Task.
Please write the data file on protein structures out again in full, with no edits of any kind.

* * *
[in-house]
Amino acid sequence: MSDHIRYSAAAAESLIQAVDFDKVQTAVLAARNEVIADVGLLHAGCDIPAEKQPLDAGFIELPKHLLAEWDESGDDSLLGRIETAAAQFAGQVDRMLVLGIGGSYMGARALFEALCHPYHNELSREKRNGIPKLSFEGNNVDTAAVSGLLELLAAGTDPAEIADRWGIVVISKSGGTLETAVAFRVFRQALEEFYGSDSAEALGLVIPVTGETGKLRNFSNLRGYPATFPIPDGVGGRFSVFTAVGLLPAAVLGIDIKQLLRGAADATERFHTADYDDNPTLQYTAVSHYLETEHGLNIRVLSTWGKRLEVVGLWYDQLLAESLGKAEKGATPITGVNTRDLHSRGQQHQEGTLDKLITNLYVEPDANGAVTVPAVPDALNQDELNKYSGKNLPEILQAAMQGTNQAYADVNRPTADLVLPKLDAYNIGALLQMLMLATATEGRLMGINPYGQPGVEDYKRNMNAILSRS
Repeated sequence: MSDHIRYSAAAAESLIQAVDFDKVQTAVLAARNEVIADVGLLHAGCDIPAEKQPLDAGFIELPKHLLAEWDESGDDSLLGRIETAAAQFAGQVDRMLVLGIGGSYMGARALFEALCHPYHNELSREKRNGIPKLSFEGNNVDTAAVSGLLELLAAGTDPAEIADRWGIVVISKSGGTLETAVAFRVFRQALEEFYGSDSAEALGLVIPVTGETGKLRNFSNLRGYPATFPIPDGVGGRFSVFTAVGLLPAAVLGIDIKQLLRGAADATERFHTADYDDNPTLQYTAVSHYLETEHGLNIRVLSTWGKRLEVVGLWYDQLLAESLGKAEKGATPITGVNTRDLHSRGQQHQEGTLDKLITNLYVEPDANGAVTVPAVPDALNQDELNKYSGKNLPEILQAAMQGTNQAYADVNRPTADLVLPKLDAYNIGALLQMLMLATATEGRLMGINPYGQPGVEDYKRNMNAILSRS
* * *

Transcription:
[in-house]
Amino acid sequence: MSDHIRYSAAAAESLIQAVDFDKVQTAVLAARNEVIADVGLLHAGCDIPAEKQPLDAGFIELPKHLLAEWDESGDDSLLGRIETAAAQFAGQVDRMLVLGIGGSYMGARALFEALCHPYHNELSREKRNGIPKLSFEGNNVDTAAVSGLLELLAAGTDPAEIADRWGIVVISKSGGTLETAVAFRVFRQALEEFYGSDSAEALGLVIPVTGETGKLRNFSNLRGYPATFPIPDGVGGRFSVFTAVGLLPAAVLGIDIKQLLRGAADATERFHTADYDDNPTLQYTAVSHYLETEHGLNIRVLSTWGKRLEVVGLWYDQLLAESLGKAEKGATPITGVNTRDLHSRGQQHQEGTLDKLITNLYVEPDANGAVTVPAVPDALNQDELNKYSGKNLPEILQAAMQGTNQAYADVNRPTADLVLPKLDAYNIGALLQMLMLATATEGRLMGINPYGQPGVEDYKRNMNAILSRS
Repeated sequence: MSDHIRYSAAAAESLIQAVDFDKVQTAVLAARNEVIADVGLLHAGCDIPAEKQPLDAGFIELPKHLLAEWDESGDDSLLGRIETAAAQFAGQVDRMLVLGIGGSYMGARALFEALCHPYHNELSREKRNGIPKLSFEGNNVDTAAVSGLLELLAAGTDPAEIADRWGIVVISKSGGTLETAVAFRVFRQALEEFYGSDSAEALGLVIPVTGETGKLRNFSNLRGYPATFPIPDGVGGRFSVFTAVGLLPAAVLGIDIKQLLRGAADATERFHTADYDDNPTLQYTAVSHYLETEHGLNIRVLSTWGKRLEVVGLWYDQLLAESLGKAEKGATPITGVNTRDLHSRGQQHQEGTLDKLITNLYVEPDANGAVTVPAVPDALNQDELNKYSGKNLPEILQAAMQGTNQAYADVNRPTADLVLPKLDAYNIGALLQMLMLATATEGRLMGINPYGQPGVEDYKRNMNAILSRS